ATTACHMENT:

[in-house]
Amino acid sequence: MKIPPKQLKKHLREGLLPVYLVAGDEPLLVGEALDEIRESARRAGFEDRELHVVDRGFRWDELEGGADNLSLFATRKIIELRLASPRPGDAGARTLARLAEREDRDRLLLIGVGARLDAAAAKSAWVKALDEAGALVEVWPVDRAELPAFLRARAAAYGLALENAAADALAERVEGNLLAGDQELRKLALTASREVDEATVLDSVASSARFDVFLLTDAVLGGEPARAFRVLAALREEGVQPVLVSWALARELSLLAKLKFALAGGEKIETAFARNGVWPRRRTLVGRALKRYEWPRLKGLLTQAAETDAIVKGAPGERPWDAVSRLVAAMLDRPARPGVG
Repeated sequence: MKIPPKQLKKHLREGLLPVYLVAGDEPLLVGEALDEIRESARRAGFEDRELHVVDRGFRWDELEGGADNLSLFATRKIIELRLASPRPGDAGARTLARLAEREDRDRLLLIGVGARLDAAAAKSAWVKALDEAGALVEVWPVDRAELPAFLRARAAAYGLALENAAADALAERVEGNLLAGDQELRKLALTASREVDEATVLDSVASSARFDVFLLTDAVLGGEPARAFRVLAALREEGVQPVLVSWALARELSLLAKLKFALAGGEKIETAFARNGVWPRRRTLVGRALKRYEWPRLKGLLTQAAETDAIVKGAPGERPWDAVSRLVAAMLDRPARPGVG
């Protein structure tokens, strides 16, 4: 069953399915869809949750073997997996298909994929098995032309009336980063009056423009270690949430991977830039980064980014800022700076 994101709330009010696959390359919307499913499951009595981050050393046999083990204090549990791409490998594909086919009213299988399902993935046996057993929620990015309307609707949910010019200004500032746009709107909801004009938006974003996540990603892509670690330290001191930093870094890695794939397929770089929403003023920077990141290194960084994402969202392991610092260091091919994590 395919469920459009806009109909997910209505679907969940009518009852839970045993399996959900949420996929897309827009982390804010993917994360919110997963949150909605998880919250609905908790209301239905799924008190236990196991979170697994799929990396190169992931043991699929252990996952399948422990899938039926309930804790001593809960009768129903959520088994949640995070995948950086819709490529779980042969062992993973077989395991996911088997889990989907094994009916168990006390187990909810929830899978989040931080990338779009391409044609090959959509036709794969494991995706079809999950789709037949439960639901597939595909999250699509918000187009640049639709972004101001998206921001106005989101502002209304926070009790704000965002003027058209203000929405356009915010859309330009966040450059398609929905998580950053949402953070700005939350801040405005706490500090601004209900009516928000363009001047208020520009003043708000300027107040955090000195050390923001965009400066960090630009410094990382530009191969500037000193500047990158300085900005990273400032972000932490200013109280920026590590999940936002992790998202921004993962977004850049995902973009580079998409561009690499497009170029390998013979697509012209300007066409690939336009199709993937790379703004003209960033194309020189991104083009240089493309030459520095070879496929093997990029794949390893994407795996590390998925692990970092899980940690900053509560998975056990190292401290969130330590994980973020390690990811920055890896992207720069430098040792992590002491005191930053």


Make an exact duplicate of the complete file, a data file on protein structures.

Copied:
[in-house]
Amino acid sequence: MKIPPKQLKKHLREGLLPVYLVAGDEPLLVGEALDEIRESARRAGFEDRELHVVDRGFRWDELEGGADNLSLFATRKIIELRLASPRPGDAGARTLARLAEREDRDRLLLIGVGARLDAAAAKSAWVKALDEAGALVEVWPVDRAELPAFLRARAAAYGLALENAAADALAERVEGNLLAGDQELRKLALTASREVDEATVLDSVASSARFDVFLLTDAVLGGEPARAFRVLAALREEGVQPVLVSWALARELSLLAKLKFALAGGEKIETAFARNGVWPRRRTLVGRALKRYEWPRLKGLLTQAAETDAIVKGAPGERPWDAVSRLVAAMLDRPARPGVG
Repeated sequence: MKIPPKQLKKHLREGLLPVYLVAGDEPLLVGEALDEIRESARRAGFEDRELHVVDRGFRWDELEGGADNLSLFATRKIIELRLASPRPGDAGARTLARLAEREDRDRLLLIGVGARLDAAAAKSAWVKALDEAGALVEVWPVDRAELPAFLRARAAAYGLALENAAADALAERVEGNLLAGDQELRKLALTASREVDEATVLDSVASSARFDVFLLTDAVLGGEPARAFRVLAALREEGVQPVLVSWALARELSLLAKLKFALAGGEKIETAFARNGVWPRRRTLVGRALKRYEWPRLKGLLTQAAETDAIVKGAPGERPWDAVSRLVAAMLDRPARPGVG
């Protein structure tokens, strides 16, 4: 069953399915869809949750073997997996298909994929098995032309009336980063009056423009270690949430991977830039980064980014800022700076 994101709330009010696959390359919307499913499951009595981050050393046999083990204090549990791409490998594909086919009213299988399902993935046996057993929620990015309307609707949910010019200004500032746009709107909801004009938006974003996540990603892509670690330290001191930093870094890695794939397929770089929403003023920077990141290194960084994402969202392991610092260091091919994590 395919469920459009806009109909997910209505679907969940009518009852839970045993399996959900949420996929897309827009982390804010993917994360919110997963949150909605998880919250609905908790209301239905799924008190236990196991979170697994799929990396190169992931043991699929252990996952399948422990899938039926309930804790001593809960009768129903959520088994949640995070995948950086819709490529779980042969062992993973077989395991996911088997889990989907094994009916168990006390187990909810929830899978989040931080990338779009391409044609090959959509036709794969494991995706079809999950789709037949439960639901597939595909999250699509918000187009640049639709972004101001998206921001106005989101502002209304926070009790704000965002003027058209203000929405356009915010859309330009966040450059398609929905998580950053949402953070700005939350801040405005706490500090601004209900009516928000363009001047208020520009003043708000300027107040955090000195050390923001965009400066960090630009410094990382530009191969500037000193500047990158300085900005990273400032972000932490200013109280920026590590999940936002992790998202921004993962977004850049995902973009580079998409561009690499497009170029390998013979697509012209300007066409690939336009199709993937790379703004003209960033194309020189991104083009240089493309030459520095070879496929093997990029794949390893994407795996590390998925692990970092899980940690900053509560998975056990190292401290969130330590994980973020390690990811920055890896992207720069430098040792992590002491005191930053």